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Tuesday, May 28, 2024 | Back issues
Courthouse News Service Courthouse News Service

Plan to Address Silicon Valley Housing Woes Unveiled

As California grapples with a housing crisis with Silicon Valley as the epicenter, the mayor of San Jose unveiled a 15-point plan to address the region’s worsening woes.

SAN JOSE, Calif. (CN) – As California grapples with a housing crisis with Silicon Valley as the epicenter, the mayor of San Jose unveiled a 15-point plan to address the region’s worsening woes.

San Jose Mayor Sam Liccardo revealed a plan Monday to build 25,000 homes in the city with some of the highest housing prices for buyers and renters, including 10,000 affordable housing units.

“The Bay Area housing crisis affects residents across the income spectrum, from the homeless to our high-tech workforce,” Liccardo said. “This plan provides a roadmap for accelerating the development of new housing in ways that are both smart and sustainable for our community. While achieving our goal will not be easy, we must think big and act boldly to address this growing crisis.”

San Jose’s crisis isn’t just about homeless and lower income residents anymore, but could actually crimp industry's ability to attract talent to the region and fill positions, the mayor said during an event announcing 5,000 more residential units in the city.

The mayor detailed a plan in vogue in many communities in California – using downtown transportation corridors to build more high-density residential complexes, something favored in environmentally conscious California where residents often oppose urban sprawl’s encroachment on green space.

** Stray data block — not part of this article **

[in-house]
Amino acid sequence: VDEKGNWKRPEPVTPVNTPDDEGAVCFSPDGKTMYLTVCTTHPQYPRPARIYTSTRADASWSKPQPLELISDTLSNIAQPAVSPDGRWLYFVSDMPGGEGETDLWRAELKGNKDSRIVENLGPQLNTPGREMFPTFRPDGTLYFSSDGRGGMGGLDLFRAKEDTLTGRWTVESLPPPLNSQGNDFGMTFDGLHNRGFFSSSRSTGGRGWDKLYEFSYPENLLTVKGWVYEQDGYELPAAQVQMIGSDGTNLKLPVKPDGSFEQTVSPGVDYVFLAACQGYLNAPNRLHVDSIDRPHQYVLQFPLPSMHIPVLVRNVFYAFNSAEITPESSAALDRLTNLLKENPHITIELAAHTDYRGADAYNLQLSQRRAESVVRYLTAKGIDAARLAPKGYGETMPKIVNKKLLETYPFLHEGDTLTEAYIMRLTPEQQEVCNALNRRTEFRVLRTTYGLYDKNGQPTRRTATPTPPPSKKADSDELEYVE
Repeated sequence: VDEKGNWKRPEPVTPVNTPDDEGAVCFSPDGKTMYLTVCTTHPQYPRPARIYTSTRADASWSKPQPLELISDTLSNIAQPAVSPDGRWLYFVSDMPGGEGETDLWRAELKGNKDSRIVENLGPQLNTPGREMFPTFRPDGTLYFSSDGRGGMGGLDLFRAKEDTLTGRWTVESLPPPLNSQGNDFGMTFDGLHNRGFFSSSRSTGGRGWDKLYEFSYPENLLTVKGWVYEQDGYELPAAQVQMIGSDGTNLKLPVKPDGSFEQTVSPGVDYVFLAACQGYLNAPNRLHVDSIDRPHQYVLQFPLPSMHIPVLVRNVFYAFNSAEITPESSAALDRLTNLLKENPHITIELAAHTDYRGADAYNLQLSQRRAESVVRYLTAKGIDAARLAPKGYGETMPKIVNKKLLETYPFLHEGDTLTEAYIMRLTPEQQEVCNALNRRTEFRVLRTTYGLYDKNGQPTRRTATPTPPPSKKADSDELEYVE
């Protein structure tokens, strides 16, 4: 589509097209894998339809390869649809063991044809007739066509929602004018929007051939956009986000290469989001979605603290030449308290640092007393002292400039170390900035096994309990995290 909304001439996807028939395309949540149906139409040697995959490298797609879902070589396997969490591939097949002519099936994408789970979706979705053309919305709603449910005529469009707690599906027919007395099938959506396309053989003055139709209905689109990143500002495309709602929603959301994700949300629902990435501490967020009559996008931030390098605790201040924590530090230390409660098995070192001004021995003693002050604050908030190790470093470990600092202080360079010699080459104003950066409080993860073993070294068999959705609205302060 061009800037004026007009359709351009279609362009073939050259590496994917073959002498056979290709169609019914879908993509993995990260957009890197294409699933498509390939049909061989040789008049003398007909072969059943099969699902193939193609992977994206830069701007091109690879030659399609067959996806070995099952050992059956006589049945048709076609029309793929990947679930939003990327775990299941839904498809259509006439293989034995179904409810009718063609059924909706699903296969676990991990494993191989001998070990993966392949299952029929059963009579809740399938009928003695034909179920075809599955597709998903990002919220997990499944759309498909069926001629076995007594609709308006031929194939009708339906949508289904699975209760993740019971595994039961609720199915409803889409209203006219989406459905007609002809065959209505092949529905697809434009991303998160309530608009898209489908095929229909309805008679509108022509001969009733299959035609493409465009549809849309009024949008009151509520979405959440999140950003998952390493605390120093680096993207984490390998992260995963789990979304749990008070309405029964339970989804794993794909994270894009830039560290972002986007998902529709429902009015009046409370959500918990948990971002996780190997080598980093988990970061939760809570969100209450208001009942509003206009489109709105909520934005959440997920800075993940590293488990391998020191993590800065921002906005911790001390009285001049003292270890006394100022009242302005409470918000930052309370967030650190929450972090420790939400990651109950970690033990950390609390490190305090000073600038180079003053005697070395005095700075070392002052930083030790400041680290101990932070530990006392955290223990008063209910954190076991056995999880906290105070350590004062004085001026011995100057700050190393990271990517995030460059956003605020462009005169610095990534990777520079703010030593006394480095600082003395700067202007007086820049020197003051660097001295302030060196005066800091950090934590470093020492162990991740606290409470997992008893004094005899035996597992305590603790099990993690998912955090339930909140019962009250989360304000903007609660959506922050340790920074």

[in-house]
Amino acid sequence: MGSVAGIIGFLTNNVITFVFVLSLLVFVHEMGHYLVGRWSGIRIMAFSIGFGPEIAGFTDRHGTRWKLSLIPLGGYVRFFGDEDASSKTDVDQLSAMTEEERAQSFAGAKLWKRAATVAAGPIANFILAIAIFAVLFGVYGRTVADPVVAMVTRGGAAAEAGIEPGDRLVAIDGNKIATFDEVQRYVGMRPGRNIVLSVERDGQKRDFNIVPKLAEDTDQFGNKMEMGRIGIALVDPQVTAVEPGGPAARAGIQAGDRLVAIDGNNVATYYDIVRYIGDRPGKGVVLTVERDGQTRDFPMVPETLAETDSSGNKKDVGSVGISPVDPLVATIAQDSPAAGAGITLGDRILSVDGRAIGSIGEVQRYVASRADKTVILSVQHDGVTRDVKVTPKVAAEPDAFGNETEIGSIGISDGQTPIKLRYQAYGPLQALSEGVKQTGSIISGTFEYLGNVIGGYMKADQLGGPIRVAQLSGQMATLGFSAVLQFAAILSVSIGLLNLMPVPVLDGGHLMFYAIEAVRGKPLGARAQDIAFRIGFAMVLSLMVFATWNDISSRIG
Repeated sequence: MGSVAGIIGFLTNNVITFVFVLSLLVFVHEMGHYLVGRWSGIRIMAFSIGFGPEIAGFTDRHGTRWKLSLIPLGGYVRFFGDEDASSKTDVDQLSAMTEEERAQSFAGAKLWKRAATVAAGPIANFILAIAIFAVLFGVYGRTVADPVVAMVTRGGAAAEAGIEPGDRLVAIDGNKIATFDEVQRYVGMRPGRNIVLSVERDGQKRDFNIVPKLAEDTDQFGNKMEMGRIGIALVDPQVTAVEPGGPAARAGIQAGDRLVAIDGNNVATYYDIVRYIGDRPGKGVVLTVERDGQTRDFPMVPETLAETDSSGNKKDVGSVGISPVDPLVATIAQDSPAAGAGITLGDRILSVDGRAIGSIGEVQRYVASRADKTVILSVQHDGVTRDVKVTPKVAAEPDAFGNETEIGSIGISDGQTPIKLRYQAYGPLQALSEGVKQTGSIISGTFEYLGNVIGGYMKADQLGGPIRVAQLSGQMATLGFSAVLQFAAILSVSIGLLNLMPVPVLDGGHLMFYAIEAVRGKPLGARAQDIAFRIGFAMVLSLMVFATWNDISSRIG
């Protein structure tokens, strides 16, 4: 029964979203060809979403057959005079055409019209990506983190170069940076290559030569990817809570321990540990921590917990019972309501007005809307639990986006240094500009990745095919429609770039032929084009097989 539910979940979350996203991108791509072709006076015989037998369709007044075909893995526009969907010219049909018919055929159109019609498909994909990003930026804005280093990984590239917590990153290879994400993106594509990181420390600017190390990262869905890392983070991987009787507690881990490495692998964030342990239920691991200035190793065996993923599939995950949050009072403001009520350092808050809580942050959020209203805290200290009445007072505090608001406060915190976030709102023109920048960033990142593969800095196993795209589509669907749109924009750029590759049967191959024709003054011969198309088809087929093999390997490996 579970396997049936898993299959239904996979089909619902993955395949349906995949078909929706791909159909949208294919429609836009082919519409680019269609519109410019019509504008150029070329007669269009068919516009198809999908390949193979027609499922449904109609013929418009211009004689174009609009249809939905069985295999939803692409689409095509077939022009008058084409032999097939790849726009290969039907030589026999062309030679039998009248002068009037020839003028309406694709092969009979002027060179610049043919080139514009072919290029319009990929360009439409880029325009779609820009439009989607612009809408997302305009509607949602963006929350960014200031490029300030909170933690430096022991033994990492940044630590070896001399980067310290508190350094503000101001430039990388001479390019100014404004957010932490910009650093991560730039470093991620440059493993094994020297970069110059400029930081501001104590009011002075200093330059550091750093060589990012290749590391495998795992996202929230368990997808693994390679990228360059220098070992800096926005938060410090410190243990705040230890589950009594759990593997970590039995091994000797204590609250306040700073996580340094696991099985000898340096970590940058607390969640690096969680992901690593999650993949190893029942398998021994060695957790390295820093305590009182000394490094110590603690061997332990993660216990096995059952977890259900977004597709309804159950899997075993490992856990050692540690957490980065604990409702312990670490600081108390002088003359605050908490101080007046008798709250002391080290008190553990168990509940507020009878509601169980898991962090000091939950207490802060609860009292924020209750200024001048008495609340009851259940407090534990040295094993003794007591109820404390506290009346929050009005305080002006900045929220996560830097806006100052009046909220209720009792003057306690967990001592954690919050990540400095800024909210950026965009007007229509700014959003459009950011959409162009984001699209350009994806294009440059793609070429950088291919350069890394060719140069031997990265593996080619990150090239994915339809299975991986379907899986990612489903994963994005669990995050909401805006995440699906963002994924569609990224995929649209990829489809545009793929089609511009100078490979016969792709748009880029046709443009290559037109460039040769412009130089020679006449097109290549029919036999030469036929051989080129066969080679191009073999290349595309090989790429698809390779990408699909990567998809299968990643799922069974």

The California Environmental Quality Act (CEQA) is increasingly pointed to as the reason for the slow pace of housing development throughout the Golden State. And while most builders are not opposed to the law or the rigorous environmental analysis it demands, they do say it is abused by people who file lawsuits with the intent of hindering projects because they object to any degree of change in their neighborhoods.

A study published this past July showed a 33 percent increase in CEQA lawsuits in Southern California, with a majority of the suits affecting residential projects.

Liccardo’s plan calls for about half of the 25,000 housing units to be built in San Jose’s downtown corridor. Other neighborhoods to the north of the city that will be adjacent to light rail and other public transportation services will also be targeted.

The mayor’s announcement was met with near universal acclaim from the many South Bay affordable-housing advocates.

“(We) are in full support of Mayor Liccardo initiative,” tweeted SV@Home during the press conference held in downtown San Jose’s Japantown.

Some of Liccardo’s talking points included the need to build housing not just for the poor, but for middle class individuals like police, nurses, teachers and others who have trouble finding housing in the area.

The construction of rent-restricted housing could help offset the problem of many of the middle-class workers having to commute longer distances.

Liccardo also wants to focus on revitalization of struggling business districts throughout town and the generation of more funding for affordable housing.

Monday’s announcement comes on the heels of a major push by the California Legislature and Gov. Jerry Brown to address the housing crisis statewide.

Brown signed a raft of different bills aimed at alleviating the housing crisis by addressing tight inventory and a shortage of available places to live.

The bills include placing a fee on real estate transactions in an effort to raise money for affordable housing projects; requires cities to meet housing goals with the option to remove some environmental review processes in order to do so; fast tracks projects near public transportation; and constrains local governments ability to vote down housing projects among other provisions.

Energy efficiency, better insulation, more this and more that,” Brown said as he signed the myriad bills last Friday. “You name it. It’s all good. But like I always say, too many goods create a bad. So now you’re trying to clean up some of the bad.”

Liccardo said the political will to bring more housing to San Jose exists and that the city is eager to partner with the state to bring the housing plan to fruition.

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